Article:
Signs of ancient meteors were water on Mars before there was life on Earth

We know that Mars was once wetter than it is now, but questions about when water formed and evaporated are more difficult to answer.

Now a new study suggests that there was water on the Red Planet about 4.4 billion years ago, much earlier than previously thought.

It is based on the analysis of a meteorite named NWA 7533, which was taken in the Sahara Desert and is believed to have originated on Mars billions of years ago. Oxidation of certain minerals within the meteor signs in the presence of water.

These findings could push back the estimated date of the formation of water on Mars by approximately 70,000 million years, from the 7.7-billion-year-old deadline that has so far been the general consensus. Research can give a little insight into how planets form in the first place.

“I study the minerals in Martian meteorites to understand how Mars formed and how its crust and mantle evolved,” says Takashi Mikauchi, a planetary scientist at the University of Tokyo in Japan.

“This is the first time I’ve dubbed ‘Black Beauty’ for this black color and investigated the subject of this particular meteorite and drew some exciting conclusions.”

Planetary scientists are very curious about the story of the planets and the water on the moon. One of the biggest unknowns is whether the water in the planet’s body evaporates naturally, during the formation of the planet, through the influence of agroids and comets.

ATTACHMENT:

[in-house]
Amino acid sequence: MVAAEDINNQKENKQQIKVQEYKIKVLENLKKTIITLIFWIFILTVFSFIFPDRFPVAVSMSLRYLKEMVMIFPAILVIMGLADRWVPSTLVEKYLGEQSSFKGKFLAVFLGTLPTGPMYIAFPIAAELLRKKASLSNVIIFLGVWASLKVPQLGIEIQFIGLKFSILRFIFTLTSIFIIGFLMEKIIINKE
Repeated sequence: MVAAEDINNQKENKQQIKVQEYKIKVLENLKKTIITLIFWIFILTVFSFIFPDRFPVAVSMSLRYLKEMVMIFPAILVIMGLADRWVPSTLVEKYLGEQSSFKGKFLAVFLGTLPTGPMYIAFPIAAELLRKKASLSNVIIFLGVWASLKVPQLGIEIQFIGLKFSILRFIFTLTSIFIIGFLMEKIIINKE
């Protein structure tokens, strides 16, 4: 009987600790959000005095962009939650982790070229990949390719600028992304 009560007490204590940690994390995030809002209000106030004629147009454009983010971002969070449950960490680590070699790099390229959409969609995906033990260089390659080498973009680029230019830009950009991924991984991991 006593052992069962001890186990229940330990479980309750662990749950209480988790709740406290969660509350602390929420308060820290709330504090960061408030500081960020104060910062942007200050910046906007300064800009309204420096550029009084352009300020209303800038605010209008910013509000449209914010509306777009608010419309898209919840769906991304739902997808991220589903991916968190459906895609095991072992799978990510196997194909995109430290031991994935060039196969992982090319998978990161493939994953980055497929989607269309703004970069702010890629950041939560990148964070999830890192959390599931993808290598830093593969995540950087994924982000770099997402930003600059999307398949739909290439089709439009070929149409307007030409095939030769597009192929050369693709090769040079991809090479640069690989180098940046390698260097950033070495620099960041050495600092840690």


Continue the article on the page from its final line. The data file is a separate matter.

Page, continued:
Ancient rocks like the NWA 7533 can help scientists peer and discover scientists in a timely manner, as they record the impact events on the planet they came from, and capture some of the mineral and chemical composition of the surface when they form.

In this state, it is the oxidation that is the sign of water. W.4 Billion years ago, despite some fragments inside the NWA 33 753333, it is our oldest record of Mars (for this reason, even a gram of this meteorite can fetch as much as 10,000 10,000).

“Unknown collisions or fractured rocks in meteorites form from magma and are usually caused by impact and oxidation,” says Mikochi. “This oxidation could have occurred if water had been present 4.4 billion years ago on the Martian crust or in a body of water that had melted part of the impact layer.”

Such an early view suggests that water was actually around when Mars was formed and that it usually plays into the formation of planets. Water comes with life, which is one of the reasons why scientists are so eager to find it around the universe. For comparison, we know that the earliest traces of life on Earth are at least 3.5 billion years old.

A close study of Mars is underway as experts try and find out when the water was and in what form it may have been. A recent study put forward the idea that there could be both liquid water and surface ice at the same time on the Red Planet.

The team’s findings also suggest that in the chemical composition of the atmosphere at this time – including high levels of hydrogen – the planet could have warmed life enough to melt water and survive, even though the sun was small and fainted during this period.

“Our analysis also suggests that such an effect would have released a lot of hydrogen, which would have contributed to planetary warming when Mars already had a ga thick insulating atmosphere of carbon dioxide.”

Research has been published in Science progress.